And so, once more, we return to the fantastic world of historic Scottish ale, courtesy of the Williams Brothers. I’ve already reviewed Fraoch, Kelpie, Ebulum and Alba, and the only remaining beer in their historical collection is Grozet. As I don’t want Grozet to feel too lonely, though, I’m also going to review Roisin in this post – while it’s not historical ale, it is a Williams Brothers expression.
I will let the Williams Brothers folk themselves explain to you how Grozet is made: “Brewed with lager malt, wheat, bog myrtle, hops and meadowsweet then secondary fermented with ripe Scottish gooseberries.” Sounds absolutely crazy if you ask me, and I’ve never actually had this expression before (it’s the only Historic ale that I had not tried prior to writing these reviews).
The nose… ahh, the nose. I do like a good bit of nose, and Grozet doesn’t disappoint. If Ebulum is autumn, this is summer; fruits, flowers, wheat, summer berry tea, citrus – could it be more summery? A gorgeous nose, though I did hope for more gooseberry (I love gooseberry, and you hardly ever get them). The palate shows some malt, fruity tea, honey sweetness, wheat and something tangy. Unfortunately the palate does let this beer down, and makes it the least interesting of the Historic ales, but if you have a chance to try a cold Grozet on a summer day, you won’t regret it.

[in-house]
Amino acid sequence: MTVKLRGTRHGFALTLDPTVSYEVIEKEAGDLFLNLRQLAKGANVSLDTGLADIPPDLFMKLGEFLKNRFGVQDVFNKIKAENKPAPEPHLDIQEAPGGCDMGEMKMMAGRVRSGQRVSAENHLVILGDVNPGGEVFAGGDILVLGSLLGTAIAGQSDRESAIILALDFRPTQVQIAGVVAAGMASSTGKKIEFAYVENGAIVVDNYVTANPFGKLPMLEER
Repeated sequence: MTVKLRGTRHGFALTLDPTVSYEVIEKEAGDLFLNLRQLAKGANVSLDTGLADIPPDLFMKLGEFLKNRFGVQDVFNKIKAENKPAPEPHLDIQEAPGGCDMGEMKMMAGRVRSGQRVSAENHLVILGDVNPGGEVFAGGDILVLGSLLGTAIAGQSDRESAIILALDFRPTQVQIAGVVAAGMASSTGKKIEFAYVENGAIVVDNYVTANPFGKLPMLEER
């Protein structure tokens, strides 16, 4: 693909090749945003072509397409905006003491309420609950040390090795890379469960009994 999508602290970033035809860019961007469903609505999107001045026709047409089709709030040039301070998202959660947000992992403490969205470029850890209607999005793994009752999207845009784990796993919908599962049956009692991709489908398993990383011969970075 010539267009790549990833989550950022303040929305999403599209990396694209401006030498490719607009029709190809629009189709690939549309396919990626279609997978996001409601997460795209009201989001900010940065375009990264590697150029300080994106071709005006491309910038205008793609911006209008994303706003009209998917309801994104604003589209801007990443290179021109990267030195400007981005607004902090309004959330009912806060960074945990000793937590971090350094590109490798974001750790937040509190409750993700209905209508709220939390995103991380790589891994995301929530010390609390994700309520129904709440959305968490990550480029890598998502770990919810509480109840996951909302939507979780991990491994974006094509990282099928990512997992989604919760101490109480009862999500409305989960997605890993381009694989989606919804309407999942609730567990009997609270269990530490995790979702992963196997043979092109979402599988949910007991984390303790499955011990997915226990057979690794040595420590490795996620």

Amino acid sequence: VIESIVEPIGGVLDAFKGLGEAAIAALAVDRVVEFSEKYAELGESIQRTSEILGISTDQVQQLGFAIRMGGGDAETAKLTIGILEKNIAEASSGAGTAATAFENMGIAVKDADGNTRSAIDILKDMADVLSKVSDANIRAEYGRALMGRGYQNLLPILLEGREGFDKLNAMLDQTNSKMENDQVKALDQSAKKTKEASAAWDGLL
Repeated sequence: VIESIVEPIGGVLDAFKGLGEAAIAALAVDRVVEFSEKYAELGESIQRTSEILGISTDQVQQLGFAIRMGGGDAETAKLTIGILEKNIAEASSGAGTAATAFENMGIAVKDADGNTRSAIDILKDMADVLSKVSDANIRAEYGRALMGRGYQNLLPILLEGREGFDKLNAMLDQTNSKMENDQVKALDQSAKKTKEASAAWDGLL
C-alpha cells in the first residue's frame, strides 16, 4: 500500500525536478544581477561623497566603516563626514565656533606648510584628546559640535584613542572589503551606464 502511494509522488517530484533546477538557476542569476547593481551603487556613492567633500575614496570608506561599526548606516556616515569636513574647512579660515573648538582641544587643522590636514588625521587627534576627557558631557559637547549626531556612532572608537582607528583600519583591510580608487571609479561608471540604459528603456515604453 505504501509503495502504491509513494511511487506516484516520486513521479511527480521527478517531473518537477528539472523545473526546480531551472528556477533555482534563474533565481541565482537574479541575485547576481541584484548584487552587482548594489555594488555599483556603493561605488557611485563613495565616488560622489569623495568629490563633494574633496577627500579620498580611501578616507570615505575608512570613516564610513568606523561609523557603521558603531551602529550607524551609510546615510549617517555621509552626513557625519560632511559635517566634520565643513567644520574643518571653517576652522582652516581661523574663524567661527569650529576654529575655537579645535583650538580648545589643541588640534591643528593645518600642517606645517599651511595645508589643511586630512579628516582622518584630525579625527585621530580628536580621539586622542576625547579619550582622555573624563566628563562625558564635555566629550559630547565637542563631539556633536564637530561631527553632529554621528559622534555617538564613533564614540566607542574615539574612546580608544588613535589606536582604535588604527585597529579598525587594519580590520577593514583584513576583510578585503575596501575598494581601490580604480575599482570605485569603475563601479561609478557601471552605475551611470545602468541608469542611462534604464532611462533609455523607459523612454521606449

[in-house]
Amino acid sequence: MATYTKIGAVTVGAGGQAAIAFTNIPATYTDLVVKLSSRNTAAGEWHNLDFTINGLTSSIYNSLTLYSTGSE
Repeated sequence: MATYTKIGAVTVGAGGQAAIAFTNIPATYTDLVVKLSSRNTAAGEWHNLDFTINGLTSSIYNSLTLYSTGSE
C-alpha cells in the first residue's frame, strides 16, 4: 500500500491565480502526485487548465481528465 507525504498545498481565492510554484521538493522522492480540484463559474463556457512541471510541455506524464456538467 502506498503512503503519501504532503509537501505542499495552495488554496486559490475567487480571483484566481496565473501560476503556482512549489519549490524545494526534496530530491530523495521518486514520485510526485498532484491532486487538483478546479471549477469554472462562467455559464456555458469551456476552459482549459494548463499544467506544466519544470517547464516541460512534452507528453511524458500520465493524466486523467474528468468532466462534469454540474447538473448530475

The Roisin made these reviews largely because I find it funny, and sometimes that’s all I want from a beer (I love Rodenbach Grand Cru, which is ridiculously sour, just because it always makes me smile). Roisin is made using Tayberry, which is described by the Williams Brothers as a mix between raspberry and blackberry – since I’ve never had one myself, I’ll take their word for it. Sounds like a ruddy good berry to me, by the way.
My nose reports: sweet berries, light malt, hops, hay. Add to that the fact that it’s a peachy pink color, it’s so girly I feel like a bearded Marilyn Monroe just smelling it. The palate actually tastes a fair bit like a strawberry cider I had a while back, unfortunately I can’t remember what it was called, but with added hops. My one complaint is that Roisin is slightly thin, though I wouldn’t say watery, but it’s just about enough fun to make me not care.
Eye: Orangey straw
Nose: Fruity, summer berry tea, wheat, citrus and flowers.
Tongue: Malt, fruity tea, honey sweetness wheat and something tangy.
Eye: Peachy pink
Nose: Sweet berries, light malt, hops and hay.
Tongue: Strawberry cider, hops, unfortunately thin.